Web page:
Paul Emmanuel’s Men and Monuments

Men and Monuments was on show for over a year at the Wits Art Museum 

Sadly this post is really a case of “closing the door after the horse has bolted” (in a manner of speaking) … or, put another way, “too little too late”.  I am ashamed to say that Emmanuel’s exhibition at Wits Art Museum opened OVER A YEAR ago in early March 2020. And I cannot remember why I did not attend the opening but I certainly cannot blame Lockdown.  Although I knew Emmanuel’s works and installations quite well and I joined a WAM webinar in July, I did not see the actual exhibition until a day before it was taken down at end of April this year.  And seeing the works “in the flesh” takes on a whole different resonance when referring to Emmanuel’s counter-memorials.  

The Lost Men series and counter-memorials 

There are 3 installations dealing with this theme: Grahamstown 2004; Mozambique 2007 and the Somme, France 2014. Emmanuel explains his The Lost Men series in the video made by Paul Mills at the WAM opening.  The Lost Men, Somme was installed at Thiepval as a counterpoint to Lutyen’s memorial (1928-32) which is the “largest commonwealth memorial to the missing in the world” and is seen at back right in the image below. 

The Lost Men France IV 2014 Pigment printed photo on archival paper. Collection of artist.  Edwin Lutyen’s monument is seen in the distance at the back right.  (In 1911 Lutyens designed the “Anglo-Boer” War Memorial at the Military Museum in Saxonwold Johannesburg.)

Emmanuel’s fabric banners, however, are ephemeral and transient in every sense – hence his term counter-memorial. Emmanuel: 

  • makes moulds of his body (various parts and in various positions)
  • painstakingly inserts letters into the mould recording names of soldiers who died in the battle of the Somme 
  • gets back into the mould to have the letters painfully pressed into his body 
  • is photographed while the imprints are still visible on his body
  • prints the photographs onto massive diaphanous transparent pieces of fabric
  • installs these as banners at battle sites, leaving them to blow in the wind and fade and tear over time 

Making a mould of Pauls’ curled body for The Lost Men, Somme Series. My photo is so grainy as it was photographed off the video on exhibition, a video showing Emmanuel’s working process
On exhibition was this mould of Emmanuel’s curled body with the letters of soldiers’ names. Each letter is individually attached to the inside of the mould with meticulous precision.
Detail of the letters inside the mould
The Lost Men France II 2014 Pigment printed photo on archival paper. Collection of the artist. Here, the photographed images of Paul’s “inscribed” body parts are printed onto fabric and installed in the fields at Thiepval.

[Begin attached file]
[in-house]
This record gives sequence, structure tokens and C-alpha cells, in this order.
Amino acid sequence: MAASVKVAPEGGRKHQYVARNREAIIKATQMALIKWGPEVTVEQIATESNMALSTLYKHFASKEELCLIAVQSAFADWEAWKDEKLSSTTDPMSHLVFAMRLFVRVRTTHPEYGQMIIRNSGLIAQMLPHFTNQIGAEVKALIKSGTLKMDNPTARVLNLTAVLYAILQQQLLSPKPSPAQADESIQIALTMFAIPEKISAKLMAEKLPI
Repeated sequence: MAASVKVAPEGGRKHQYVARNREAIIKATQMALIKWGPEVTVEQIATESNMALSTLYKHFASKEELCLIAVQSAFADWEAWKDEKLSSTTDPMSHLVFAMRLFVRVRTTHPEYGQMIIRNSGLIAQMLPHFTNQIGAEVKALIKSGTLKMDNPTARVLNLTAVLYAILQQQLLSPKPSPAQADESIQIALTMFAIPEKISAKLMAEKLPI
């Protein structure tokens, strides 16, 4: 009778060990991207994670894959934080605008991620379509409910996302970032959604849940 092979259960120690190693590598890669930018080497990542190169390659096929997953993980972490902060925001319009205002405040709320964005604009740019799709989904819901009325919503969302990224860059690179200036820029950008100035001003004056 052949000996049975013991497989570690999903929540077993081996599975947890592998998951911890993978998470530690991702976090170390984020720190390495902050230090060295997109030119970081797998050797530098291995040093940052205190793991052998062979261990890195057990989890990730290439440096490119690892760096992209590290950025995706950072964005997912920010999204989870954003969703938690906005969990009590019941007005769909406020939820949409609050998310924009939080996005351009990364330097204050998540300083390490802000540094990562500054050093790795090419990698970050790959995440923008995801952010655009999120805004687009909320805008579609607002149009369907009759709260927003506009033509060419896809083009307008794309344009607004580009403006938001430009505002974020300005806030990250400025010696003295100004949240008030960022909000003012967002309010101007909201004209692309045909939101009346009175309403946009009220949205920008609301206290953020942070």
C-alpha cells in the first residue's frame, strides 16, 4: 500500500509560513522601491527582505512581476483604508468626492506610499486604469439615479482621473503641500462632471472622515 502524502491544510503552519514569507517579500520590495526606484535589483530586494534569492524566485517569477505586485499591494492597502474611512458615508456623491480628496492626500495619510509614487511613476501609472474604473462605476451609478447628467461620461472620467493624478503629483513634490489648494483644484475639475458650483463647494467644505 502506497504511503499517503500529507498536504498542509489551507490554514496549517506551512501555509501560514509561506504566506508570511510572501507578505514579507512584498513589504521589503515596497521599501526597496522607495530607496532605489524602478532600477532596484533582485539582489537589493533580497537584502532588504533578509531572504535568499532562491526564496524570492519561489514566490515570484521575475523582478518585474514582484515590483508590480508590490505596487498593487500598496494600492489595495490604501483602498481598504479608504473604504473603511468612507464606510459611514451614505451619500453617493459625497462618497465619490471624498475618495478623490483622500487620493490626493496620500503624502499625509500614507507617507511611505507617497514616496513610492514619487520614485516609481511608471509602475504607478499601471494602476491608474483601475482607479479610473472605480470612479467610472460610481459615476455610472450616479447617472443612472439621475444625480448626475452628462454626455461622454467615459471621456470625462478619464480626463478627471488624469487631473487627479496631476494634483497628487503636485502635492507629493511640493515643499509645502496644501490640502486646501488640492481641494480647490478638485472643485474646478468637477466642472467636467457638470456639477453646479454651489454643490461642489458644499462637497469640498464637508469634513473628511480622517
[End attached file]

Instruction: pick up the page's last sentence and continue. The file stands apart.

Blowing in the wind The Lost Men France I 2014 pigment printed photo on archival paper. Collection of the artist.
The Lost Men France III 2014 Pigment printed photo on archival paper. Collection of the artist.
Newly printed banners on the wall of WAM from the Mozambique The Lost Men Series 2007 with the weathered banners in the foreground as well as one of the moulds of Emmanuel’s partial body on the floor

Memorialized in photographs and etchings 

So while Emmanuel’s The Lost Men counter-memorials gradually dissolve and decay at the mercy of the elements, what remains are the works on this exhibition – large scale photographs of the original installations; some original banners (tattered and frayed); as well as newly printed ones; a video with ghosts of past soldiers evocatively filmed removing clothing to reveal Emmanuel’s naked imprinted body; some exquisite hand incised photographs; and some etchings. They are powerful traces of loss, violence, and grief as well as a reminder of so many who fought bravely for the Empire and died without acknowledgement – without acknowledgement simply because of the colour of their skin. 

Path to Collective Amnesia, Somme 2018 Hand incised, exposed, Kodac colour, photographic, acid free paper. Apologies for the reflections on the left of other works on exhibition. Photographing works behind glass is a challenge without the correct equipment.
Scar 2015 Chine colle photogravure etching on 300 gsm Hahnemuhle paper
Detail of Scar 2015

In reality the landscape usually erases its own history. In these etchings, with names etched into the represented forest floor, Emmanuel has belied this erasure. 



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4 thoughts on “Paul Emmanuel’s Men and Monuments

  1. So sorry I missed that final walkabout, grateful I have a copy of his book.

  2. You write so beautifully – thank you. I also joined the webinar last year and then never got to see the exhibition in the flesh. 🙈 Your blog, however, brings it back to life in my mind.

  3. Gosh Liz you capture the feeling of the work so eloquently! It makes me feel I should have seen it ! Thank you for making it so vivid in my mind.

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